The transport agency is now free to inspect motor vehicles at its pace every four years after President Uhuru Kenyatta signed into law a new Bill, giving the agency the much-needed headroom to deal with a backlog.
The National Transport Safety Authority (NTSA) pushed for the amendments to the Traffic Act to allow it to inspect every vehicle that is more than four years from the date of registration at its motion.
The Act previously provided that every car more than four years old from the recorded date of manufacture shall be subjected to inspection by the Motor Vehicle Inspection Unit.
“Every vehicle more than four years from the date of manufacture shall be subjected to inspection at intervals to be determined by the authority,” the Bill that President Kenyatta signed states.
The NTSA had asked Parliament to ensure the changes are incorporated in the Traffic (Amendment) Bill 2021, sponsored by Tiaty MP William Kamket.
The National Assembly’s Transport Committee backed the proposed changes by the NTSA arguing it would remove the ambiguity of the vehicle to be inspected.
The NTSA inspects a motorcycle at Sh1,300, three-wheelers and vehicles up to 3,000cc (Sh2,600) while vehicles more than 3000cc cost Sh3,900.
Trucks of up to five tonnes cost Sh2,000 while those of more than five tonnes and heavy commercial vehicles pay Sh4,600 for inspections.
Private car owners pay between Sh2,000-Sh3,500 for the check-up, depending on the vehicle's engine capacity.
Previously, the vehicle inspection fee was capped at Sh1,000 for all categories of vehicles, irrespective of type, size and class.
The new law would give the NTSA the power to hire private entities to conduct motor vehicle inspections on its behalf.
“An inspection under subsection…shall be conducted by the authority or persons authorised in writing by the authority,” states the new law.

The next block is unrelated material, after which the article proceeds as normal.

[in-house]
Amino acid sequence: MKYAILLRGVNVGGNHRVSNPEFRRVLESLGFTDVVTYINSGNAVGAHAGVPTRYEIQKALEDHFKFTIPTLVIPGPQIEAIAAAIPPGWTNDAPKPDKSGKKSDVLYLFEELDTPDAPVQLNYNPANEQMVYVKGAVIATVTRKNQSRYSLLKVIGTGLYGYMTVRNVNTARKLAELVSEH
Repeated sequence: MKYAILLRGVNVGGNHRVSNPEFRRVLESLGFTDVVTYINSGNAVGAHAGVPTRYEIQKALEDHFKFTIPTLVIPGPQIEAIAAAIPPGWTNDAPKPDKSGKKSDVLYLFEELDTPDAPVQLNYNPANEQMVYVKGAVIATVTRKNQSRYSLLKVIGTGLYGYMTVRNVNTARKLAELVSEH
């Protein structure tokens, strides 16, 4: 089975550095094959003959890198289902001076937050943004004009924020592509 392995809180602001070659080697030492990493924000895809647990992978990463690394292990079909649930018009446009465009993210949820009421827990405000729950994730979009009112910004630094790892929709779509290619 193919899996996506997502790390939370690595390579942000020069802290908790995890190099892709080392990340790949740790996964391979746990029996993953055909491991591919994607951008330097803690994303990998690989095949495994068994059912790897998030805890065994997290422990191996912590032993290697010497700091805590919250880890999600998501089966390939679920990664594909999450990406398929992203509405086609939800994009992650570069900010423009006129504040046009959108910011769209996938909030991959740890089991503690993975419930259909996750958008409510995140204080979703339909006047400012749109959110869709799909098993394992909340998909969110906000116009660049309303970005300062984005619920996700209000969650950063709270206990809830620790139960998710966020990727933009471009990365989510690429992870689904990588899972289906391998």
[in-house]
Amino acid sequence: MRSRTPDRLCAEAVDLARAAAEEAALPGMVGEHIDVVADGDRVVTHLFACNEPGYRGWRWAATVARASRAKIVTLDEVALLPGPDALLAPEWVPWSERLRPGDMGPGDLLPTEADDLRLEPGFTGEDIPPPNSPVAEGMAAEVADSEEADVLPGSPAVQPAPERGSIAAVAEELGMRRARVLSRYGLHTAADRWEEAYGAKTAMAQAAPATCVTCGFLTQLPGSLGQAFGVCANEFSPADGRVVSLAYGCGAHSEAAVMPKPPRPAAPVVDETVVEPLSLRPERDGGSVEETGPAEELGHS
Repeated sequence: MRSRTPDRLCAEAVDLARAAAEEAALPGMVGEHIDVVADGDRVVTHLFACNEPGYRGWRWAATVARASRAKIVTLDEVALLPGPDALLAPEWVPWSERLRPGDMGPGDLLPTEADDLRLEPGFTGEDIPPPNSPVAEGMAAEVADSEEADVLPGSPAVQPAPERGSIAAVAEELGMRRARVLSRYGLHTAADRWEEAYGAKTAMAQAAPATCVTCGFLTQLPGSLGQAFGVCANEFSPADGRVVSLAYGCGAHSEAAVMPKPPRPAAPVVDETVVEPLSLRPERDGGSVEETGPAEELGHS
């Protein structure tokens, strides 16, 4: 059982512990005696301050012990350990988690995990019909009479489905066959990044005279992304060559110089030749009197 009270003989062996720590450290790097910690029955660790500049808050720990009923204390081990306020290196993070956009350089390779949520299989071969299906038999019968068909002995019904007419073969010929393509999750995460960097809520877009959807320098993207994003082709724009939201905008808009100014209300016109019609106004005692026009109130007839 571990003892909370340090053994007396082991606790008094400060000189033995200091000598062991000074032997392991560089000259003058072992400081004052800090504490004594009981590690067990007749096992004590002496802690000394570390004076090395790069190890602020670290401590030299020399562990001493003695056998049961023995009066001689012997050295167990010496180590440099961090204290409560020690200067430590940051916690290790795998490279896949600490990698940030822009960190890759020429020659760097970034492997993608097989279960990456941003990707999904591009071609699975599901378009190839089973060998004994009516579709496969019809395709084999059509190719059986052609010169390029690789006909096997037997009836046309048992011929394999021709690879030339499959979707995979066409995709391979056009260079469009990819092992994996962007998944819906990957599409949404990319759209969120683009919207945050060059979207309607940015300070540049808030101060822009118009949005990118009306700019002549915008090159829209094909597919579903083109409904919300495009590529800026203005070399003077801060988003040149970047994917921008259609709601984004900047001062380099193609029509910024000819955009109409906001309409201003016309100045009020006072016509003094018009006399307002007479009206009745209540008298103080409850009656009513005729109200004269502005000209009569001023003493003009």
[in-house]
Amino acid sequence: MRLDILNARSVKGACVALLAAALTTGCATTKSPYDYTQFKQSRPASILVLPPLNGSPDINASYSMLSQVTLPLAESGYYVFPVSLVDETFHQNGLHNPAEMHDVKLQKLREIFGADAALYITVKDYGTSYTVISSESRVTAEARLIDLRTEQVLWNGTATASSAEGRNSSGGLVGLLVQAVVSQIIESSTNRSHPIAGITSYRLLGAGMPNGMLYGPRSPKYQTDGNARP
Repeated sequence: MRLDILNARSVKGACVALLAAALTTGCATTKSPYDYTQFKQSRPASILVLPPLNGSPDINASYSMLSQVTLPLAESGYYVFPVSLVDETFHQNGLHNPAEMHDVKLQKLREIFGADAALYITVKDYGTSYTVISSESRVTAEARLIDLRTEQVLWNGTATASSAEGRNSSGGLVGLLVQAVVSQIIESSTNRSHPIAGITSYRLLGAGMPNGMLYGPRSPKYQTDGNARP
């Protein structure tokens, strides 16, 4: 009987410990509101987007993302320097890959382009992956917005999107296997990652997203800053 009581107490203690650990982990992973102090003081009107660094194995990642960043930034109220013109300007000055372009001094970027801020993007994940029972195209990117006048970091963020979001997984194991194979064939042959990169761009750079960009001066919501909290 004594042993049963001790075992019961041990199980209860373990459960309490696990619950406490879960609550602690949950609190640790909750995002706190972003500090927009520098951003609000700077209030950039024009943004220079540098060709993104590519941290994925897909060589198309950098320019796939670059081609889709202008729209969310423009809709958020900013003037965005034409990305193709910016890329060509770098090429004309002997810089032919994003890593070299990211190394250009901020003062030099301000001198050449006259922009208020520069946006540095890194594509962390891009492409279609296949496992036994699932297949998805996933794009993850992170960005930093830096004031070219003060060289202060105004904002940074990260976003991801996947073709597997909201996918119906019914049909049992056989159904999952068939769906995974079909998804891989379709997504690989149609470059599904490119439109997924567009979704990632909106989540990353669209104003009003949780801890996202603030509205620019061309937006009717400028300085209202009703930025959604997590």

There are only 17 Motor Vehicle Inspection Units in Kenya and the changes in the Traffic Act will see the NTSA designate persons or firms to conduct inspections on its behalf.
Last May, the NTSA said it would commence inspecting vehicles that are more than four years old from the date of manufacture on Kenyan roads.
The agency was to inspect all vehicles regardless of ownership in line with Section 16 (2) of the Traffic Act.
In 2019, NTSA issued tough rules on the motor vehicle inspection regulations to tame road carnage.
The new Act further provides tough penalties for drivers convicted of drink-driving. Those convicted face two years in jail or a fine of Sh100,000 or both.
The courts suspended initial penalties for drink-driving which attracted a fine of Sh10,000 or imprisonment for one month.
Those convicted now risk the cancellation of their driving licences for a minimum period of one year.
Drivers caught exceeding speed limits will have their licences cancelled for up to three years, imprisoned for six months and slapped with a minimum fine of Sh20,000.
The new changes to the law further usher in the return of breathalyzers, which the Court of Appeal in 2017 ruled illegal.
The court ruled that the Alcoblow rules, which were them enforced NTSA, were illegal, as they were poorly drafted.